Annette Lazette awoke from a surgery geared toward treating recurring epilepsy attacks with a series of new symptoms.
The 36-year-old woman could no longer speak, read or write when, roughly 17 years ago, doctors informed her that a stroke, which occurred during the surgery, triggered a brain injury to take shape — and her life was changed forever.
“I have to write things down,” she said, adding that buying groceries was a task that usually required a written note to herself. “If you want to get bread, by the time you get to the store, you’ll forget about it.”
After the devastating reality of living with a brain injury sunk in, Ms. Lazette spent three months in the Foothills Medical Centre in Calgary learning the alphabet.
Ms. Lazette had to overcome the anger about what had happened during the surgery and accept the fact that the ideas she wanted to express were clear until it came time to put them into words.
To make matters worse, Ms. Lazette could no longer work or take care of herself.
Brain injuries are a traumatic and disabling head injury that can change somebody’s life in mere seconds. Most people with brain injuries have survived a severe head injury and continue to live while paying for the damage emotionally, socially and financially.
On June 15th, the East Kootenay Brain Injury support group met with six brain injury survivors at the A&W for their monthly meeting to support, cope and honour brain injuries.
East Kootenay Brain Injury outreach worker Debbie Gudjonson is eager to encourage people in Invermere and Golden to prevent brain injuries by wearing seat belts in the car and helmets while playing sports. She was pleased to announce the Panorama Foundation has helped the East Kootenay Brain Injury troupe purchase their last set of helmets to give away as prizes at prevention discussions at local schools and in poster contests before the support group’s contract closes on July 31st.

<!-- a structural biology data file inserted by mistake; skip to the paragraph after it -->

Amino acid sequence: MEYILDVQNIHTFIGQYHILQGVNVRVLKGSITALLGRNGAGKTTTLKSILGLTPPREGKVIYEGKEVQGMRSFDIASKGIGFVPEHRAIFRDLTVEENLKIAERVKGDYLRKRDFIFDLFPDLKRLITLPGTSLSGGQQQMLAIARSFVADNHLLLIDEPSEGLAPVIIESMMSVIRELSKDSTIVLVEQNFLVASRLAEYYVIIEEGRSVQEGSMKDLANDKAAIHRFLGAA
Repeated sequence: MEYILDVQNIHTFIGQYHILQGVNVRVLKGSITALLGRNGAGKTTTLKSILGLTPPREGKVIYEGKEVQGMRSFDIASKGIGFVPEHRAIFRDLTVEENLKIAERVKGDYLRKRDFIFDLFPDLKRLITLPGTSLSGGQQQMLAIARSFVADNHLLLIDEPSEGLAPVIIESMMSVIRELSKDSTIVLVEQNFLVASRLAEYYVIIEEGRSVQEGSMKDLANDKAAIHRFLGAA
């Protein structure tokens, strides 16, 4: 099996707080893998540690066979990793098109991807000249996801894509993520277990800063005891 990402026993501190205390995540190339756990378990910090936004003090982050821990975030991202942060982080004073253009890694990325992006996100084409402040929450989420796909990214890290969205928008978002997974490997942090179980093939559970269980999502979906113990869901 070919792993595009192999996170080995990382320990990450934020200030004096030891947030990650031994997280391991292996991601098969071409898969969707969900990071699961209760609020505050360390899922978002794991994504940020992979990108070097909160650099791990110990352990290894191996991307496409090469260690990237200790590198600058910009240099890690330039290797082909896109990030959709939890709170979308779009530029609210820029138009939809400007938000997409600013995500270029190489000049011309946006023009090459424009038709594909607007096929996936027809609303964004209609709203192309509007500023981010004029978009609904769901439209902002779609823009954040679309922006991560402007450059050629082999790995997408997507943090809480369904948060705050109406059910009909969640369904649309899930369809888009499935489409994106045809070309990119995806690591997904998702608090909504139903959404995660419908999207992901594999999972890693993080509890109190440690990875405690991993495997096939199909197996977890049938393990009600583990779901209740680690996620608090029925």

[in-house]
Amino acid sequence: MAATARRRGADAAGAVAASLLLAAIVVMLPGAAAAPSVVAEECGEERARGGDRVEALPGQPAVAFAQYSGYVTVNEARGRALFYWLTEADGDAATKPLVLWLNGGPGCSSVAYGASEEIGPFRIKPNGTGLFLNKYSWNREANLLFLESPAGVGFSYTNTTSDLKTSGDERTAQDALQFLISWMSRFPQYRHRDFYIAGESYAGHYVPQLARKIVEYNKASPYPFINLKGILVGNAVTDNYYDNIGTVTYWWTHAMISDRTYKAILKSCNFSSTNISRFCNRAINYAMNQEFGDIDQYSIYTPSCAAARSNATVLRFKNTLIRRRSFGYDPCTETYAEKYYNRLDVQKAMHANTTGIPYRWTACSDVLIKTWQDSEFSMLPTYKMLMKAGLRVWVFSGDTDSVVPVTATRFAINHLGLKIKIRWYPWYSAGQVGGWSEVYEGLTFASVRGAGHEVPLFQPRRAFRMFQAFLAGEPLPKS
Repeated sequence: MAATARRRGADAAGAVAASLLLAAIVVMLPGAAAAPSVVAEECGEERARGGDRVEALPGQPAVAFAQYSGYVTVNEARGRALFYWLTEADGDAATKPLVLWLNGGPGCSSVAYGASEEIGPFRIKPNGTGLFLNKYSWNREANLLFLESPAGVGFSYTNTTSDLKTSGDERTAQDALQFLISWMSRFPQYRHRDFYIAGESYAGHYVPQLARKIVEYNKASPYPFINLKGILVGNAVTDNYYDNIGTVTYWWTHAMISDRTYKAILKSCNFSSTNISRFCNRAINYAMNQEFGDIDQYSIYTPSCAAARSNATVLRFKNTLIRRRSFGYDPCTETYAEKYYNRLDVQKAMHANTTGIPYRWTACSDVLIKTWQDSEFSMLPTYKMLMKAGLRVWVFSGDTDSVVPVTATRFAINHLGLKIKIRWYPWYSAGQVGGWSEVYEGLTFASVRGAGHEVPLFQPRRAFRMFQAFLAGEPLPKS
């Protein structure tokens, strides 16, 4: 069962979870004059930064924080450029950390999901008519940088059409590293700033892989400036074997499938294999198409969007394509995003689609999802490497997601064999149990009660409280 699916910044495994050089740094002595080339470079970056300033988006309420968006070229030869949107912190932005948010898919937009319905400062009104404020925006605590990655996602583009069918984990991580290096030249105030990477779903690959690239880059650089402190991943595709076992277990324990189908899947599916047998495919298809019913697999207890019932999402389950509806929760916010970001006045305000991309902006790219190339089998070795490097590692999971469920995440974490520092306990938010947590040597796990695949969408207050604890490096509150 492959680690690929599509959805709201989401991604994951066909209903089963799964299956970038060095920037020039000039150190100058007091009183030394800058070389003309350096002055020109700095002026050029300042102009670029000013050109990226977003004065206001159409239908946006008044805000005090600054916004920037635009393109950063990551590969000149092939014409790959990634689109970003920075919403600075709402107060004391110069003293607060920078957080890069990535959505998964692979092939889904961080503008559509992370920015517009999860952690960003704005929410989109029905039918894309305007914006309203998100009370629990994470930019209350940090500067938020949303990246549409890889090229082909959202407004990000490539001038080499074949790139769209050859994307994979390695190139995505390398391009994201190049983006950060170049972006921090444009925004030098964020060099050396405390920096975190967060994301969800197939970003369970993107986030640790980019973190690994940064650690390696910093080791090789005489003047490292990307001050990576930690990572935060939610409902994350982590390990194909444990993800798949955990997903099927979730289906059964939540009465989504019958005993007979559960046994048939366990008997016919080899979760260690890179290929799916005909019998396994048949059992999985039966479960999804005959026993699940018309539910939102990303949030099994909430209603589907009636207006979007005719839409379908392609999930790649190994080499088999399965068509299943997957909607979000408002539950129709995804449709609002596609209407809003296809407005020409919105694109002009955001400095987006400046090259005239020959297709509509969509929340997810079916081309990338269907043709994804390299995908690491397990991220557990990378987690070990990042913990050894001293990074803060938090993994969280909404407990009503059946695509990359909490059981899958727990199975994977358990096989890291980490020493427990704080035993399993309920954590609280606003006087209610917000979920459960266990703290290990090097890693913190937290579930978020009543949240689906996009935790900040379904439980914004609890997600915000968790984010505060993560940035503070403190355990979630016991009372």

“Our local group does set up information stations throughout the community hoping to remind everyone some brain injuries can be prevented,” said Ms. Gudjonson, East Kootenay Brain Injury outreach worker. “Wear a helmet, wear your seatbelt, be safe on the job, rest after a concussion, protect your head and much more.”
The Brain Injury Association of Canada has dubbed June as Brain Injury Awareness Month to help raise awareness of the devastating impacts to patients and families who are living with the debilitating
Annette Edwards, 63, acknowledged the challenges of living with a brain injury, and remains optimistic — along with her family — that others do not need to face the same outcome.
“I wouldn’t wish this on anybody,” said Ms. Edwards. “ Nobody — and there’s no point in taking chances by not wearing a helmet because this is not fun. It just is not fun.”
Ms. Edwards suffered from two strokes while working as a paramedic on the oil rigs in 1999, which she suspected were symptoms of a slight flu. However, a co-worker suspected more and called an ambulance to fetch her.
“I was a 48-year-old baby,” said Ms. Edwards. “I couldn’t walk, I couldn’t talk, and I couldn’t clean myself up.”
In spite of living with the challenges of a brain injury and learning new lesson daily, both Ms. Edwards and Ms. Lazette agreed on one important aspect — the best medicine to recover from a brain injury.
“You have to remain positive, and that’s one thing I learned quickly with this brain injury,” said Ms. Edwards with a smile, noting that there are times when she refuses to go outside and “hides” because of hurt feelings.
“That’s right,” agreed Ms. Lazette with a tear in her eye. “We have to stay positive to make it through the day.”
For more information about brain injuries and the services offered local, contact the East Kootenay Brain Injury at 250-344-5674 or 778-517-1193.